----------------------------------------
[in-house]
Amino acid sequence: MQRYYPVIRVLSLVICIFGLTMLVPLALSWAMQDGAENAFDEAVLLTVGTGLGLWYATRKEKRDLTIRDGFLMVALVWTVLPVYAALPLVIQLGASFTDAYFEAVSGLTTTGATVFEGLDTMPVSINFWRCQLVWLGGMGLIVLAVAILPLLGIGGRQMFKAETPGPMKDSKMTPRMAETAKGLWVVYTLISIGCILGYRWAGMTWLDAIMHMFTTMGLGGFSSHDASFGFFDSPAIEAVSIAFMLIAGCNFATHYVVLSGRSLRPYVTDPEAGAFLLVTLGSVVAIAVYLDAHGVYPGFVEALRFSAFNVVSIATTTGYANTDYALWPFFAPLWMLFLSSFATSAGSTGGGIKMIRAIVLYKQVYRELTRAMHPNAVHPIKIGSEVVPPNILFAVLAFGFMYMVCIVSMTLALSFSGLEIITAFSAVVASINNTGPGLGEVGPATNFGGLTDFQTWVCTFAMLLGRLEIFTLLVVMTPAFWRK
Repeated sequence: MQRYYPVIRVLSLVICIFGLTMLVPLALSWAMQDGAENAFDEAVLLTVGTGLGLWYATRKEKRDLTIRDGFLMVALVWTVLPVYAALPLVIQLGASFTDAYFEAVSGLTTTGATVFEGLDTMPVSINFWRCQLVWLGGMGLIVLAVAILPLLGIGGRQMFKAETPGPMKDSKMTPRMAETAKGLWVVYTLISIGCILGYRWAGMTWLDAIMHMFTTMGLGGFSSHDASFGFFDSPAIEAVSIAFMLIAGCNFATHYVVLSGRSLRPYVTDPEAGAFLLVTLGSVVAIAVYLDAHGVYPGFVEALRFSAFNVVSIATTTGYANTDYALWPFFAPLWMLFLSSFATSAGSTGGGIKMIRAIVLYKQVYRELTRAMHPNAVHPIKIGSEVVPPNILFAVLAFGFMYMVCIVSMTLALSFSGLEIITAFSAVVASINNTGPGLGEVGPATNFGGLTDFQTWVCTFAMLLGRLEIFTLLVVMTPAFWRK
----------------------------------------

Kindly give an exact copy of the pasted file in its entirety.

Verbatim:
[in-house]
Amino acid sequence: MQRYYPVIRVLSLVICIFGLTMLVPLALSWAMQDGAENAFDEAVLLTVGTGLGLWYATRKEKRDLTIRDGFLMVALVWTVLPVYAALPLVIQLGASFTDAYFEAVSGLTTTGATVFEGLDTMPVSINFWRCQLVWLGGMGLIVLAVAILPLLGIGGRQMFKAETPGPMKDSKMTPRMAETAKGLWVVYTLISIGCILGYRWAGMTWLDAIMHMFTTMGLGGFSSHDASFGFFDSPAIEAVSIAFMLIAGCNFATHYVVLSGRSLRPYVTDPEAGAFLLVTLGSVVAIAVYLDAHGVYPGFVEALRFSAFNVVSIATTTGYANTDYALWPFFAPLWMLFLSSFATSAGSTGGGIKMIRAIVLYKQVYRELTRAMHPNAVHPIKIGSEVVPPNILFAVLAFGFMYMVCIVSMTLALSFSGLEIITAFSAVVASINNTGPGLGEVGPATNFGGLTDFQTWVCTFAMLLGRLEIFTLLVVMTPAFWRK
Repeated sequence: MQRYYPVIRVLSLVICIFGLTMLVPLALSWAMQDGAENAFDEAVLLTVGTGLGLWYATRKEKRDLTIRDGFLMVALVWTVLPVYAALPLVIQLGASFTDAYFEAVSGLTTTGATVFEGLDTMPVSINFWRCQLVWLGGMGLIVLAVAILPLLGIGGRQMFKAETPGPMKDSKMTPRMAETAKGLWVVYTLISIGCILGYRWAGMTWLDAIMHMFTTMGLGGFSSHDASFGFFDSPAIEAVSIAFMLIAGCNFATHYVVLSGRSLRPYVTDPEAGAFLLVTLGSVVAIAVYLDAHGVYPGFVEALRFSAFNVVSIATTTGYANTDYALWPFFAPLWMLFLSSFATSAGSTGGGIKMIRAIVLYKQVYRELTRAMHPNAVHPIKIGSEVVPPNILFAVLAFGFMYMVCIVSMTLALSFSGLEIITAFSAVVASINNTGPGLGEVGPATNFGGLTDFQTWVCTFAMLLGRLEIFTLLVVMTPAFWRK